by Mike Masnick
Tue, Apr 29th 2008 12:36am
There they go again. The RIAA and MPAA keep picking totally random, mostly unknown, startups and suing them -- giving them all sorts of free publicity. They did it years ago with Napster and more recently with The Pirate Bay. And yet... they keep doing it. In the latest example, the RIAA is suing a company called Project Playlist, which offers apps for MySpace and Facebook that let you play music found elsewhere online. There are a bunch of similar offerings out there (some of which I think are even more well known). If this case goes forward, it could be quite interesting, as again it's hard to see how Project Playlist is the liable party. It just lets users point its player to mp3 files that are found on other sites. Those files may be infringing, but Project Playlist is just the player. It would be like suing Sony for making a Walkman on the assumption that most tapes used in Walkmen include infringing copies of songs.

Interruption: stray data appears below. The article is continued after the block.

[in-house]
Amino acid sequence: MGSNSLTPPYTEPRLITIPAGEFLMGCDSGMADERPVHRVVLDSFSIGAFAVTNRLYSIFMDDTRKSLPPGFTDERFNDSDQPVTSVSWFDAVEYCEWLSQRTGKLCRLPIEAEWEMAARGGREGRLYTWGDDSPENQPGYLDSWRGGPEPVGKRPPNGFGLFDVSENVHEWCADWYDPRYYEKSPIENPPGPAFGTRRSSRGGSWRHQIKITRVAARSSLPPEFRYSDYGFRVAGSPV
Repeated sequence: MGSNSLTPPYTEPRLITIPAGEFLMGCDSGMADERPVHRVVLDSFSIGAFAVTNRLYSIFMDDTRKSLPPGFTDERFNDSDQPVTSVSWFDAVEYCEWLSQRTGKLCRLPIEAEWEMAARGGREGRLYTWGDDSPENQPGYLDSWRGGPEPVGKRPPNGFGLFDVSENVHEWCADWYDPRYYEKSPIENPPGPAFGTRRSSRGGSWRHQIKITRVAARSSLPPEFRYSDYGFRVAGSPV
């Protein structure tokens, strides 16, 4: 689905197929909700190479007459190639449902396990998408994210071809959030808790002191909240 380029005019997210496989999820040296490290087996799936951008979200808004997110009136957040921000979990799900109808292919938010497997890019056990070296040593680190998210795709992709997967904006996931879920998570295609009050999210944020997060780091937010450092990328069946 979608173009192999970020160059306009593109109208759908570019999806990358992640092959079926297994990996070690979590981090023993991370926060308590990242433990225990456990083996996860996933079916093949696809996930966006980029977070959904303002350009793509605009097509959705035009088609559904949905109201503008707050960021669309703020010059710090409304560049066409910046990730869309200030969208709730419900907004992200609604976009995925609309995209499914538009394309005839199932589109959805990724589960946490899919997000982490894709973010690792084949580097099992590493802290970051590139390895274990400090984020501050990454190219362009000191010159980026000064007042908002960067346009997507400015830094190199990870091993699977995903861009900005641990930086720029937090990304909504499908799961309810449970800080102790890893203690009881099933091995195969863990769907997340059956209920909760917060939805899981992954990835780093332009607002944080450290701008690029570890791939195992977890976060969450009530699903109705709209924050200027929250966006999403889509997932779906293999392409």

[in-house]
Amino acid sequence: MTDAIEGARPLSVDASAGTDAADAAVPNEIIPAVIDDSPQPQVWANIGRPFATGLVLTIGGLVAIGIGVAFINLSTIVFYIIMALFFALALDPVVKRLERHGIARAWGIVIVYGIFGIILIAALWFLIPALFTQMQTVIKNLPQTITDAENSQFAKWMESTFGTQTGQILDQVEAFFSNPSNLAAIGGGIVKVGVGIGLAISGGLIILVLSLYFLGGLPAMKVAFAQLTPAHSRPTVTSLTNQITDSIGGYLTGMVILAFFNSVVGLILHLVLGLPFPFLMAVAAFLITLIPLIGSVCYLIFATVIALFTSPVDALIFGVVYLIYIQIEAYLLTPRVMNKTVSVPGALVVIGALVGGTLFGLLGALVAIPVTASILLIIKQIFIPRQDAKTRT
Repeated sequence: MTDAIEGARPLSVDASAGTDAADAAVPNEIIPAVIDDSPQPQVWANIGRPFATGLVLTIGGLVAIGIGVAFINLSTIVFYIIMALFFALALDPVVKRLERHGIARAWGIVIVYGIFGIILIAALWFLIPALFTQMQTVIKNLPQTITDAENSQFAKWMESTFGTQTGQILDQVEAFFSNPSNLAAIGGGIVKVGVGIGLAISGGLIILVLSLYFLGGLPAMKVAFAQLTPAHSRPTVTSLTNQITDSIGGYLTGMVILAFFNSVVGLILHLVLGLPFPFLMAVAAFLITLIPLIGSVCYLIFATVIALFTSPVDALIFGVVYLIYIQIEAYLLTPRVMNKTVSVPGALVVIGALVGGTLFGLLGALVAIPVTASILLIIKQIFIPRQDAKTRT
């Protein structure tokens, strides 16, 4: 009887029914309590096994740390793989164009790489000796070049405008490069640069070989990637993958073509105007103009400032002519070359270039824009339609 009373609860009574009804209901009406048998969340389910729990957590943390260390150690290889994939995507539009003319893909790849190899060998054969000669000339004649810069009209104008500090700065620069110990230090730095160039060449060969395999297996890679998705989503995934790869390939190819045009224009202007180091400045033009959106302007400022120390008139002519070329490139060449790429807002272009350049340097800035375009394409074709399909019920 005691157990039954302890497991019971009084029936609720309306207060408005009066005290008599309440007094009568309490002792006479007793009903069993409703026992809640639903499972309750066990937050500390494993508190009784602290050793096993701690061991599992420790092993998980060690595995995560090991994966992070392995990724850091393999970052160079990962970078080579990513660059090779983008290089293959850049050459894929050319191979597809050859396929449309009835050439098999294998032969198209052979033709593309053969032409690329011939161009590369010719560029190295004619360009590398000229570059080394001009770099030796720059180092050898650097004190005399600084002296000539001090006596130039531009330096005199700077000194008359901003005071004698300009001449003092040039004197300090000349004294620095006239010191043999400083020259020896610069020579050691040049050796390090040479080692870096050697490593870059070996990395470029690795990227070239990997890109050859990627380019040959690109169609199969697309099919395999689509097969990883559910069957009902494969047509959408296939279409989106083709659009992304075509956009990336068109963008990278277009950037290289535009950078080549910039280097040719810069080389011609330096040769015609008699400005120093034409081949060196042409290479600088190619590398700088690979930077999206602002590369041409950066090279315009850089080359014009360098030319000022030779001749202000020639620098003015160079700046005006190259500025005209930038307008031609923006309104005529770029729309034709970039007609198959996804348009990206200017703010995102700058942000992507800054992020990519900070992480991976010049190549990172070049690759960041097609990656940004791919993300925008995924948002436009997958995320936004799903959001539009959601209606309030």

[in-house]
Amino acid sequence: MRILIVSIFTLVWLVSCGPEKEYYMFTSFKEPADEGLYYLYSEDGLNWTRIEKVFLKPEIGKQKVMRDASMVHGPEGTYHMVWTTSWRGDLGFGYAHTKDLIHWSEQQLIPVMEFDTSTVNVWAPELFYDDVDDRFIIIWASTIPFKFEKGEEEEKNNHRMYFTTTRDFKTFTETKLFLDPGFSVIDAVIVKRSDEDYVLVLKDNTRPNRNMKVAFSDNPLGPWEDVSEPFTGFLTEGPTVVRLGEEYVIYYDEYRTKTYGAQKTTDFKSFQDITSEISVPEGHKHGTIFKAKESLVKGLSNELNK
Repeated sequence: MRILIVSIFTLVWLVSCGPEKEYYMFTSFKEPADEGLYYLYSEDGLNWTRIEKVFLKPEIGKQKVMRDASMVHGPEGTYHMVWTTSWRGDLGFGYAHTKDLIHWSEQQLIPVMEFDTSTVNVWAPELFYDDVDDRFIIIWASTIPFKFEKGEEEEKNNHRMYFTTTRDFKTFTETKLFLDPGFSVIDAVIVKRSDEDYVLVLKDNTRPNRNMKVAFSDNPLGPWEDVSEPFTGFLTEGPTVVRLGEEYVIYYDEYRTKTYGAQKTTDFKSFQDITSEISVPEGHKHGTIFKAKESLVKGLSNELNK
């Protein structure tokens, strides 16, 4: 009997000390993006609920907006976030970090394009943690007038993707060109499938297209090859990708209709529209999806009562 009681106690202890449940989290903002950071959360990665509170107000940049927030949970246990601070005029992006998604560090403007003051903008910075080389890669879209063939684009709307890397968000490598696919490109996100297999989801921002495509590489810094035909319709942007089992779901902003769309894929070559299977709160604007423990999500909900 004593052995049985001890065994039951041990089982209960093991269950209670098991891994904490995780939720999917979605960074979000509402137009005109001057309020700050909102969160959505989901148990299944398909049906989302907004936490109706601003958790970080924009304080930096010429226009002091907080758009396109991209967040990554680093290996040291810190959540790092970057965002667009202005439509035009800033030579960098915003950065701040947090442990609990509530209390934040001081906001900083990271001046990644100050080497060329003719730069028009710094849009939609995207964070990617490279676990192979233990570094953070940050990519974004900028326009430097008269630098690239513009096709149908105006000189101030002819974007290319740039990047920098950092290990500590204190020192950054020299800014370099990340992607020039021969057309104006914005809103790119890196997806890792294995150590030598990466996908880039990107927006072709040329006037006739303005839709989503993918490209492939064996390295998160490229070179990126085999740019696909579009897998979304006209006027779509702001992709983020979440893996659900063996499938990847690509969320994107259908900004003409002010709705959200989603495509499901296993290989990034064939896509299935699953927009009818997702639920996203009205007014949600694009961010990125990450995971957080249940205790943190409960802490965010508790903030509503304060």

If you liked this post, you may also be interested in...
- EU Advocate General Declares That Hotels Don't Need To Pay Copyright License To Have In-Room Television
- Hollywood Accounting Back In Court: How Has Spinal Tap Only Earned $81 In Merchandise Sales For Its Creators?
- Off We Go: Oracle Officially Appeals Google's Fair Use Win
- Even The Usual Defenders Of The RIAA Are Pointing Out They're Simply Lying About YouTube
- Appeals Court Gives Big Loss To Record Labels In Their Quixotic Lawsuit Against Vimeo For Lipdubs